What are the benefits of routine roof maintenance? What costs are associated with it? How do you plan a good maintenance schedule?
If you’re asking these questions, we’ll provide the answers here, including how to do roof inspections yourself.
Why Roof Maintenance Is Important
A roof maintenance program can save up to 50% over the life of a 30-year roof.
Maintenance is essential to keep many things in your life running smoothly. And your roof is no different. Many building owners and managers forget to check on their roofs, and we totally understand. It’s an out-of-sight, out-of-mind situation. But you could be extending the life of the roof and saving money just by performing routine maintenance.
To keep this short, here are some points from studies in the roofing industry.
- More than 80% of all roofs are replaced prematurely.
- Roofs that are proactively maintained last an average of 21 years compared to the average lifespan of 13 years with reactive maintenance.
- Owners and facility managers who react to problems as they occur, pay an average of 25¢ per square foot annually for maintenance. Owners and facility managers who inspect and repair proactively before problems happen, spend an average of 14¢ per square foot annually.
- Repairs, maintenance, and/or roof restoration costs thousands of dollars less than a roof replacement.
- Roof maintenance programs typically cost about 1 to 3 percent per year of the estimated total replacement costs (cost depends on coverage).
- A roof maintenance program can save up to 50% over the life of a 30-year roof compared to replacing it every 15-20 years.
- A roof can leak for days, weeks, or months before it is noticed inside the building.
With a few exceptions, roofs fail over a period of time that usually lasts several years. As a roof reaches the end of its lifespan, maintenance costs rise as owners respond to more frequent leaks. Failure of a roof system is usually defined as the time when replacing the roof is the only option left to protect the building.
Current roof life cycle data shows most roofs have lifespans ranging from 10 to 25 years. Although there are many factors that influence the life cycle, some of the more critical factors have been identified as heat, maintenance, roof traffic, and roof slope.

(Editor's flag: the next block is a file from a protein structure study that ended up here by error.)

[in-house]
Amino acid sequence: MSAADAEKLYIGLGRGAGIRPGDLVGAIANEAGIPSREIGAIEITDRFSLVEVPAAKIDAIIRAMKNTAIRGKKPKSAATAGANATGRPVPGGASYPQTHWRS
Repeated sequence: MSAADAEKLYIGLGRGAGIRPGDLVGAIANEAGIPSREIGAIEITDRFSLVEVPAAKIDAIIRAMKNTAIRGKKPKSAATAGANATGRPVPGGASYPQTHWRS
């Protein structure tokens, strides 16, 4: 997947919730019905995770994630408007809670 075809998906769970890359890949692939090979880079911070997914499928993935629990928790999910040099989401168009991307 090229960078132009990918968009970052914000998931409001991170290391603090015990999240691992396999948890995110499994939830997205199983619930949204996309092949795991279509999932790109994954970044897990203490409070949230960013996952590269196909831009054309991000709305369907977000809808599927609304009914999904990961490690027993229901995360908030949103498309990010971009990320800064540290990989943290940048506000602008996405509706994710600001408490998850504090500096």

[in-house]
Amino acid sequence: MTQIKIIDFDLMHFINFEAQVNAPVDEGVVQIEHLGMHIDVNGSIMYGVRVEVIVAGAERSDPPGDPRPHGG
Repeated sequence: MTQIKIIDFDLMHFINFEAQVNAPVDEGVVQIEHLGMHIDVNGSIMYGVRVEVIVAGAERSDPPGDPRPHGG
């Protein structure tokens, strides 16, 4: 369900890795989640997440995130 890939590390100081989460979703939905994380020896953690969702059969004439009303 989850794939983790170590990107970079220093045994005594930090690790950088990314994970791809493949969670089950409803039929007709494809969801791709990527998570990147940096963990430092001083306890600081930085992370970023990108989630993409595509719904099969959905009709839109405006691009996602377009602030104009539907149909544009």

Regardless of the type of roof system, few would argue against the cost savings features of roof maintenance.
How To Create a 6-Point Roof Maintenance Plan for the Year
1. Maintain records
Keep a file of all records relating to this roof, including:
- Warranties and contracts.
- Inspection reports.
- Repair and maintenance bills.
- Original construction drawings, specifications, and invoices.
These records can be very helpful if you need to have repairs made or have additional equipment added to the roof. They’re also helpful when it’s time to reroof since you’ll know what’s up on the roof and what’s been done.
2. Conduct routine inspections
At least once per year (twice per year is recommended, typically in the spring and fall).
It’s simple, in the spring, you want to check for any maintenance items that can be scheduled for the roofing system. And in the fall, you’re checking to make sure the roof is ready to go through the winter months.
3. Inspect after severe weather
Always inspect the roof for damage after severe weather such as hailstorms, heavy rains, high winds, etc. Just because water is not coming in doesn’t mean the roof hasn’t been damaged. The sooner you repair any damage, the smaller the repair cost.
4. Repair correctly
All roofing repairs should be done by an approved roofing contractor. Make sure to check for qualifications and ask for client references to be sure that they will properly repair the leak without causing damage. Remember, improper repairs are a common cause of roof problems and are easy to avoid!
5. Keep the roof clean and clear of debris
Always remove debris from roof, such as:
- Leaves, branches, dirt, rocks, bottles, etc.
- Debris, trash, etc., from other trades.
- Keep gutters, downspouts, drains, scuppers, and the surrounding roof areas clean to ensure proper drainage.
6. Minimize roof traffic
Minimize rooftop traffic by limiting access to necessary personnel only. Maintain a roof access log so that you know who has been on the roof in the event of damage to the roof from other trades. Make sure walkway pads are installed in areas of high traffic.
Repeated, long-term traffic can wear out a roof. The easiest way to prevent this type of damage is to keep people off the roof who don’t belong there!
How To Do a Commercial Roof Inspection Yourself
Most roof warranties require that a roof inspection is performed annually and while many building managers elect to have a contractor perform it for them, it can be done yourself.